Miriam Lord’s 2017: Step back and take in a year on the brink
Martin marched his party up and down hills, Kenny departed, Varadkar got the top job
Justice swamp: former minister Frances Fitzgerald with former Garda commissioner Nóirín O’Sullivan. Photograph: Cyril Byrne
The political landscape is a wondrous thing. We’d be lost without it. The political landscape is imaginary, yet it is mapped and remapped, forever explored. It has seismic shifts and regular eruptions, dips and peaks and it trips you up. It has corners, which some people claim they can see around. There are rifts – some permanent and others temporary. Gaping chasms open and close. And there are swamps to trap the unwary. Crisis threatens on a regular basis, sparking bedlam, usually for about a week. Then it stops, everything settles, everyone forgets. Until the next upheaval.
The world almost ended on at least three occasions in 2017.
Justice, the biggest swamp of them all, swallowed up the then tánaiste Frances Fitzgerald in November and brought the governments of two taoisigh “to the brink” as the Garda whistleblower controversy sporadically erupted.
In the first half of the year a yawning abyss opened between Fine Gael’s Simon Coveney and Fianna Fáil’s Barry Cowen over the issue of water charges. They went head to head over the report of the water committee. Cowen dug his heels in and threatened an end to Fianna Fáil’s confidence-and-supply agreement with the government if Coveney refused to accept the committee’s findings. The Minister said such a move would breach European law. He wasn’t moving either.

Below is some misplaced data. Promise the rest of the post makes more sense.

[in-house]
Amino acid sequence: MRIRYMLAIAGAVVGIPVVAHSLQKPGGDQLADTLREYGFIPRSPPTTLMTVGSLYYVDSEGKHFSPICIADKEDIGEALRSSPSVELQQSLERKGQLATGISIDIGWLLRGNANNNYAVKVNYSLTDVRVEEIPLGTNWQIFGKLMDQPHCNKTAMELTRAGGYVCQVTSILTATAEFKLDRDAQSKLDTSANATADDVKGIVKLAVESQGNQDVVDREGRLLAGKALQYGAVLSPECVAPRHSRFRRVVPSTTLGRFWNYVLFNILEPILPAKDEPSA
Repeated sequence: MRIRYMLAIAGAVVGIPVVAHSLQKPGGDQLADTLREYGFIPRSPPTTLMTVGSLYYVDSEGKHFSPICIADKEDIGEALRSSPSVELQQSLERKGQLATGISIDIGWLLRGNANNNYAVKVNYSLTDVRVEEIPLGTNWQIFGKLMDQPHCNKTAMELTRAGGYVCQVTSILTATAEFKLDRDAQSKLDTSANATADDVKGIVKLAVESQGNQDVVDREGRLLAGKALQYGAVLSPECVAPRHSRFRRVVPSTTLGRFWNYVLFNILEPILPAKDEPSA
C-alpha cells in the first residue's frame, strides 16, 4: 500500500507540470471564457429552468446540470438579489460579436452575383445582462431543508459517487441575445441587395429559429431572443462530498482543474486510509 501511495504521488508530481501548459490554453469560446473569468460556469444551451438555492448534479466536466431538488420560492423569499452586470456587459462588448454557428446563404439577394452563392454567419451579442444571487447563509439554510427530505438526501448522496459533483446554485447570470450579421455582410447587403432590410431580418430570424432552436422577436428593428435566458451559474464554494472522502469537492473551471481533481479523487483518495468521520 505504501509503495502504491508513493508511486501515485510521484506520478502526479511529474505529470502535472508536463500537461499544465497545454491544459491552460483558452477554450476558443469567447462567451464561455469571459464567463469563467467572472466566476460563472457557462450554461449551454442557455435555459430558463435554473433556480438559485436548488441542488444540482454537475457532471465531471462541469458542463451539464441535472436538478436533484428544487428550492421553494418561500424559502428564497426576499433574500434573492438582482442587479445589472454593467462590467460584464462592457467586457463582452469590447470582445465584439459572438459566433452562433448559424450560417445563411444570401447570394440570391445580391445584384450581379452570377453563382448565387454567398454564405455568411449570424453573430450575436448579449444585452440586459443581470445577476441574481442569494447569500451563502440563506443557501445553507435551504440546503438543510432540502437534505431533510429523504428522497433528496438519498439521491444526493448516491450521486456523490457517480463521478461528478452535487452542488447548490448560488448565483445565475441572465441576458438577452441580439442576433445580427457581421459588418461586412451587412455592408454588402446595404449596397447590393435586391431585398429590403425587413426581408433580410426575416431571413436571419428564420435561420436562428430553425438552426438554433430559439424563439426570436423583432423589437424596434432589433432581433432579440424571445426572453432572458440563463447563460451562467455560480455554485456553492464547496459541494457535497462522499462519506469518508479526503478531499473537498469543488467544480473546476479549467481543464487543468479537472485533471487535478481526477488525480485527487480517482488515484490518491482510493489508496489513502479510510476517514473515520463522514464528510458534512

This episode happened at the most significant location in the political landscape this year – Micheál Martin Mountain. Like in the old song, Fianna Fáil were the Folks Who Live on the Hill as their leader repeatedly marched them up it, let his lieutenants loose to do some grandstanding and then led them all back down again.
In the water row, the two sides eventually reached an accommodation, Fianna Fáil slid back down and an election was averted.
Back at the Justice swamp, Enda Kenny was still taoiseach when a fresh batch of calls began for the resignation of the garda commissioner, Nóirín O’Sullivan. In fact, most of 2017 was punctuated by calls for her to quit, or for the Government to remove her, as controversy upon controversy hit An Garda Síochána. Fake breath tests and strange accounting practices at the Garda training college in Templemore were added to the litany of complaints over the treatment of garda whistleblower Maurice McCabe.
Enda and his minister for justice, Frances Fitzgerald, endured a torrid time when ensnared in the latest twist in the tale of alleged attempts by the top brass to smear Sgt McCabe. Enda had to apologise for detailing a conversation he said he had with Minister for Children Katherine Zappone on the subject. Unfortunately, the conversation only happened in his head.